'Place is more...'
‘Place is more than area. A place surrounds something. A place is the extension of a presence or the consequence of an action. A place is the opposite of an empty space. A place is where an event has or is taking place […]. When a place is found it is found somewhere on the frontier between nature and art. It is like a hollow in the sand within which the frontier has been wiped out. The place of the painting begins in this hollow. Begins with a practice, with something done by the hands, and the hands then seeking the approval of the eye, until the whole body is involved in the hollow.’
John Berger, The Shape of a Pocket (2001: 28 – 29)
So, I was doing some research to help develop and evolve my work. The first thing that came to mind was Phoebe Boswell’s The Space Between Things that I saw at Autograph earlier this year. I really liked how Boswell drew on the walls of the studio. She basically occupied the white walls with her likeness and her pain. On the second floor was a video of surgery on her right eye which stood out to me. She wasn’t coddling us with her work. She was making it very clear that this was what she was going through:
‘There is peace there in the space between things / Take me to the lighthouse / I can rage there / In the space between things’
I appreciated that she made us uncomfortable. I think when it comes to marginalised artists, there’s this common theme of “Trauma Porn”, where we’re almost expected to chastise ourselves for a voyeuristic audience. It happens in art, in film, in literature. This constant bombardment of sadness and struggle, but not so much that it stays with people afterwards. Roy Wood Jr did a stand-up performance about Selma and other Black “struggle films”, and how there are now tropes associated with them. But at the end of these films, or at the end of these pieces is often the suggestion or implication that things are not like this anymore.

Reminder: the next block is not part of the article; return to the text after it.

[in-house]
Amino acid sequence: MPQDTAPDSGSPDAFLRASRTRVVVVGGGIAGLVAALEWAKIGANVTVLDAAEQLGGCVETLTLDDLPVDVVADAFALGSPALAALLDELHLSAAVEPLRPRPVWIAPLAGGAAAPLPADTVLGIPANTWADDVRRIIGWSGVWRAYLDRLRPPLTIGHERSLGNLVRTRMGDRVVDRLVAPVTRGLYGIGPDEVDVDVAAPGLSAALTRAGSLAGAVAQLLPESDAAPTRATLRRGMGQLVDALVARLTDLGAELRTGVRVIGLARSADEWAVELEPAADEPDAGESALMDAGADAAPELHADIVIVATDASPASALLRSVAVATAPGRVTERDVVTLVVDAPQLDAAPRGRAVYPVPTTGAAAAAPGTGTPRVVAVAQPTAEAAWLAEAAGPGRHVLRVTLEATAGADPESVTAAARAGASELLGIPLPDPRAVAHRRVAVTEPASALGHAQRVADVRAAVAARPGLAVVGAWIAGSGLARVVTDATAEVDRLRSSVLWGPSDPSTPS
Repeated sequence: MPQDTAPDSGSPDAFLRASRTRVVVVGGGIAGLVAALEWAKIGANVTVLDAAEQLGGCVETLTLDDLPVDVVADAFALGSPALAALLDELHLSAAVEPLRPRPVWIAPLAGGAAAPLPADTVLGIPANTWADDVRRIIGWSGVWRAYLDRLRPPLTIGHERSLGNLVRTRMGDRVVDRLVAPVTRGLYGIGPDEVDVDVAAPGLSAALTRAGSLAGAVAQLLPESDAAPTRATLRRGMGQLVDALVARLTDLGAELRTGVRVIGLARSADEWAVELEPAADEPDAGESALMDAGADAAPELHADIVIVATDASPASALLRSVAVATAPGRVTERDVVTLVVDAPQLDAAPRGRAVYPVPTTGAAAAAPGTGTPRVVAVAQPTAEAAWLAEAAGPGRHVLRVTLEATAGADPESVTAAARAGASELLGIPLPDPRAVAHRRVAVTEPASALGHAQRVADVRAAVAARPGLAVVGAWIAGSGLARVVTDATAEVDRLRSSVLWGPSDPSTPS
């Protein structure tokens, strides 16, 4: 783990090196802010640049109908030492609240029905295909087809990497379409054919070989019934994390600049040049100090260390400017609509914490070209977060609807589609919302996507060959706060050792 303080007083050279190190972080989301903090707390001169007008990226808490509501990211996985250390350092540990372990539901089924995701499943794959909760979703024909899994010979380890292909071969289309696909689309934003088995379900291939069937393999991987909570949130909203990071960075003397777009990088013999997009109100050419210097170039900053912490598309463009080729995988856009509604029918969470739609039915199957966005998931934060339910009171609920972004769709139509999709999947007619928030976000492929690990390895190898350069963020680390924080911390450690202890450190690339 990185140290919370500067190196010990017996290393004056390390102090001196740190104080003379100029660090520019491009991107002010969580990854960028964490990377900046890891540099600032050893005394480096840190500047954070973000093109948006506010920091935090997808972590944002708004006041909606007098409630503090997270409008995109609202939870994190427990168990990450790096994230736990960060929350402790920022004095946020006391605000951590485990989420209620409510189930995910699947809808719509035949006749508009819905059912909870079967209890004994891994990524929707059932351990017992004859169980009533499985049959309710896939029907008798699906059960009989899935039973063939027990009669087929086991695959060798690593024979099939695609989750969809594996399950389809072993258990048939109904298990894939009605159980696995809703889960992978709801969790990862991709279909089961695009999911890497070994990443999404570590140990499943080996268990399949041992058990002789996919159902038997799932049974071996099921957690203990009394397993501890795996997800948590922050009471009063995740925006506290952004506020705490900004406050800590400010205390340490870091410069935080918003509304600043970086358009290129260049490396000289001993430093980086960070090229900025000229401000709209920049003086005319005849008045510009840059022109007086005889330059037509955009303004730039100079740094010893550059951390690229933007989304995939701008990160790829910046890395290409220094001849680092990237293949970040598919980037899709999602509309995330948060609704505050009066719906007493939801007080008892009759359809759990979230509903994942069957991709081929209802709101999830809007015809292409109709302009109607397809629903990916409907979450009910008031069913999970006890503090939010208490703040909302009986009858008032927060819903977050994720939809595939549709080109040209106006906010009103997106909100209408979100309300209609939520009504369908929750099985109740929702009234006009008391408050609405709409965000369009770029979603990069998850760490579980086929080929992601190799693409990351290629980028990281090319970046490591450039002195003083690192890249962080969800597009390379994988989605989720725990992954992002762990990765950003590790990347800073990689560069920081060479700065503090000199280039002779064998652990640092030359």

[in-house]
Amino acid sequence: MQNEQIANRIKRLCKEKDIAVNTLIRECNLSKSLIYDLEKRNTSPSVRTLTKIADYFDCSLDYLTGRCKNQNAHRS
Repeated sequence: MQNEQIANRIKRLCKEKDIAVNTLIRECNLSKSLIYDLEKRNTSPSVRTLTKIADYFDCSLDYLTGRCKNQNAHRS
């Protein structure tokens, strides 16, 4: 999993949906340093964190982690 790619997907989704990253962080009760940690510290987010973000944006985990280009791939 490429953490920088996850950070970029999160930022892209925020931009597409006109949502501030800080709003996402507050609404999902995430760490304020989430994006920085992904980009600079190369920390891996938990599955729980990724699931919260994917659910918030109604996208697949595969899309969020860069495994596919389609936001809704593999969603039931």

At no point did Phoebe’s work turn around and say and then they all lived happily ever after, or the real Space Between Things was the friends we made along the way. It left us to sit with it and make sense of it for ourselves. It was left to disturb and intrigue us and it didn’t apologise for it. You came to see her, and she has shown you the parts of her that she wants to show us, not the parts we want to see. I loved it.
Of course, my idea is influenced by ideas around hegemony and representation that I looked at in my dissertation. Though my dissertation was looking at Black Women in television, much of the research I found was relevant to Black people as a whole. [Relevant info here].
And of course, there’s the famous quote from Berger’s Ways of Seeing: ‘Seeing comes before words. The child looks and recognizes before it speaks’ (Berger et al, 1972: 7). I’d argue that it’s not just children. Often times, academia finds ways to articulate things that people are already very much aware of. Safe spaces, othering, hegemony, and representation are all things Black people are aware of in their lives, even if they don’t use these specific words to describe them. Sometimes things feel so normalised that they don’t seem to warrant articulating. It’s like saying ‘water is wet’; it’s obvious and borderline-pointless to say it when anyone with working nerves has been aware of this a long time ago. Also, I find it quite patronising to explain to someone what they’re going through, especially in what often sounds like convoluted, jargonistic language (I say this knowing that many words in academia are necessary and don’t quite have a colloquial equivalent). This is why – to me – it’s even more important to try and get this across through seeing.